Citibank begins closing branches
By the end of the year, only 32 out of 133 branches across the country will remain, as the bank reorients its focus toward wealth management and digital banking with fewer customers visiting brick-and-mortar branches.
The early closures took place in Yeoksam-dong and Munjeong-dong in southern Seoul and the city of Guri in Gyeonggi. Another 30 branches are scheduled to close by the end of this month. Citibank said it would transfer resources to its wealth management centers.
Major domestic banks like KB Kookmin and Shinhan have also cut the number of their brick-and-mortar branches in recent years but not nearly as aggressively as Citibank. Korea’s financial authorities are keeping a close watch on the move given the scale of the closures and concerns about downsizing.
The Financial Supervisory Service, the country’s financial watchdog, dispatched officials to the closing branches on Friday to monitor the process and ensure clients don’t experience major inconveniences. So far, no major incidents have occurred, a source at the service said.
The country’s financial regulatory agency, the Financial Services Commission, is also on alert.
Last month, it issued an administrative guidance to financial institutions urging them to pay attention to consumer protection, management stability and security when they close more than 10 percent of their branches.
The commission denied media reports that the guidance was intended to discourage banks from scaling down their brick-and-mortar presence.
“In principle, the decision regarding the management of network channels wholly belongs to banks and is not something in which the regulator steps in and gives directions,” the Financial Services Commission said in statement. “[The guidance] is only intended to prevent any problems related to stability and consumer protection.”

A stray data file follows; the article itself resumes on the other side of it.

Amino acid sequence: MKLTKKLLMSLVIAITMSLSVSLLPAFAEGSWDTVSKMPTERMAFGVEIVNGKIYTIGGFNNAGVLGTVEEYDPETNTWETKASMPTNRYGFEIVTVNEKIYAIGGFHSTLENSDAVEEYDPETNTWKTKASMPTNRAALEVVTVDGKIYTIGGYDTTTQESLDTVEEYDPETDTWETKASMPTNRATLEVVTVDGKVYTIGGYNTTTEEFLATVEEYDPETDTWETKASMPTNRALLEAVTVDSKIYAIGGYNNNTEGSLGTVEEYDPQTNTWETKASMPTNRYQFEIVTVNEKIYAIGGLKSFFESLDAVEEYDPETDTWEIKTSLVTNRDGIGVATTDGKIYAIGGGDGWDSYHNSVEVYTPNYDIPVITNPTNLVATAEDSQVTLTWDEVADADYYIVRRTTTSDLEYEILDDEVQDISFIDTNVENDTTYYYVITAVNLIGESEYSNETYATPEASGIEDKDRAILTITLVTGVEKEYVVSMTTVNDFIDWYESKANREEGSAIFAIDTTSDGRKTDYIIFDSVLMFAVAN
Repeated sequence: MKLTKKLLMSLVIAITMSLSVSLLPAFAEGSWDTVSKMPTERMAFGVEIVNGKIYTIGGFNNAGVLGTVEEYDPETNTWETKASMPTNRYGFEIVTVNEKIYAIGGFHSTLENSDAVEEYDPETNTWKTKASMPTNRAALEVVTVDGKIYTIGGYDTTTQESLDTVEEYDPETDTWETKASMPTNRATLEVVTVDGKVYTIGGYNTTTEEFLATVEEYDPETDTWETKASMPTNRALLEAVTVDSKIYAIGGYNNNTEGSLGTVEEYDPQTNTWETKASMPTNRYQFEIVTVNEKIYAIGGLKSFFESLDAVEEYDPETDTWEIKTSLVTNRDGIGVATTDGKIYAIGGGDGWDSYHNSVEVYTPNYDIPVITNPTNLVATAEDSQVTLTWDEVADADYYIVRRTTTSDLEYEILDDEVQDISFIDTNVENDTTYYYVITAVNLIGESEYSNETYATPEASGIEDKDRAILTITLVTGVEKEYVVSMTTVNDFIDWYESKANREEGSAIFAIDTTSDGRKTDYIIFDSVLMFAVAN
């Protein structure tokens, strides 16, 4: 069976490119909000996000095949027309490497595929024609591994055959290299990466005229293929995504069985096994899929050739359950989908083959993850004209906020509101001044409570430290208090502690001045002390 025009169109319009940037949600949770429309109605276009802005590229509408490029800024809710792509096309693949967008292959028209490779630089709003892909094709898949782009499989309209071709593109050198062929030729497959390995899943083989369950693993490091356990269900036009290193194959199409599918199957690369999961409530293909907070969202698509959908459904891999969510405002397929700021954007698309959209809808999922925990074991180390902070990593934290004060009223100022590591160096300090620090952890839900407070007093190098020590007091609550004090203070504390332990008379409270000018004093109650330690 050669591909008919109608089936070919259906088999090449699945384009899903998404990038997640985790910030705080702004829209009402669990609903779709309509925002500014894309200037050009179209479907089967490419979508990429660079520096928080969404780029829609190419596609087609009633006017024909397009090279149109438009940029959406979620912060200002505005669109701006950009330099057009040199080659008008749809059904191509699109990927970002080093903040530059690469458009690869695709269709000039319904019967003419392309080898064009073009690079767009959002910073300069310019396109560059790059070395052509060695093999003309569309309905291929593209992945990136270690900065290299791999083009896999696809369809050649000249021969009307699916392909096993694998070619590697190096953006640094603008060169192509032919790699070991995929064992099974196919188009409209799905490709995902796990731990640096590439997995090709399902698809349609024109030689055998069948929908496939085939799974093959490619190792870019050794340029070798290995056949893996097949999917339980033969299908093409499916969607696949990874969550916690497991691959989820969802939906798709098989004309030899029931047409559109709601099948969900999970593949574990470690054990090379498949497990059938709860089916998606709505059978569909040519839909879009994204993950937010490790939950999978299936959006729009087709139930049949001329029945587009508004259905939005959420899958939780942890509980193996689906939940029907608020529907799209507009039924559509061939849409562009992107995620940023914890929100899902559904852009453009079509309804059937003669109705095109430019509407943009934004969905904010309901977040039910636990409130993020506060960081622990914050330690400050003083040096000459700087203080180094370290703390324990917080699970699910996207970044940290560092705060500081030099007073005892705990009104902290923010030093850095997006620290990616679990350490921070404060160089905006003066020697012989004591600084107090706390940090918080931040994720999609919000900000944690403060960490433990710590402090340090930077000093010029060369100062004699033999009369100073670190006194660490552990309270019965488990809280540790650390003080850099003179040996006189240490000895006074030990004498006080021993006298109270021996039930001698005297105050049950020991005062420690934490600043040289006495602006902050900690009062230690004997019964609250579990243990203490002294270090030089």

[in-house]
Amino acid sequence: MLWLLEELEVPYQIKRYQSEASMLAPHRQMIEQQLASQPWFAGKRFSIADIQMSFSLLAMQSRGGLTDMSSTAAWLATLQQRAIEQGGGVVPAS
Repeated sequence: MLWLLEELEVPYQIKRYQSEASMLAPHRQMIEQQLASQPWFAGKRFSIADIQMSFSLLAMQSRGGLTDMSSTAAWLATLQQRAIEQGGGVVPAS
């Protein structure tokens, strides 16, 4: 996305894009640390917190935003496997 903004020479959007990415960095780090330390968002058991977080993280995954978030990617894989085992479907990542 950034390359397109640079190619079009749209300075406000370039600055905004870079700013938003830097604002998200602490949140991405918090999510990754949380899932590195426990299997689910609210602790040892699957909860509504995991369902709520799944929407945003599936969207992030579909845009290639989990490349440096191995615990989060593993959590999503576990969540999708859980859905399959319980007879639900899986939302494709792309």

Those in the industry, however, are more skeptical and believe banks, especially local ones, could interpret it as a red flag when they consider cutting back branches.
“The Financial Services Commission doesn’t want to be seen as keeping a tight rein in the industry,” an industry source said. “Still, the guidance will likely place pressure on local banks, and given the Moon Jae-in administration is focusing on job creation, banks will take a more cautious approach.”
Choi Jong-ku, the new head of the Financial Services Commission, acknowledged the tension surrounding branch closures.
When asked about Citibank’s decision to cut branches, Choi said earlier this week that, “The efficient reduction of bank branches is at odds with job creation.”
Citibank Korea’s labor union has opposed the branch closures and even threatened a full strike. The members filed an injunction to nullify the closures, but the court rejected the complaint.
The bank sought to persuade union members by assuring that no layoffs would take place.
BY PARK EUN-JEE [firstname.lastname@example.org]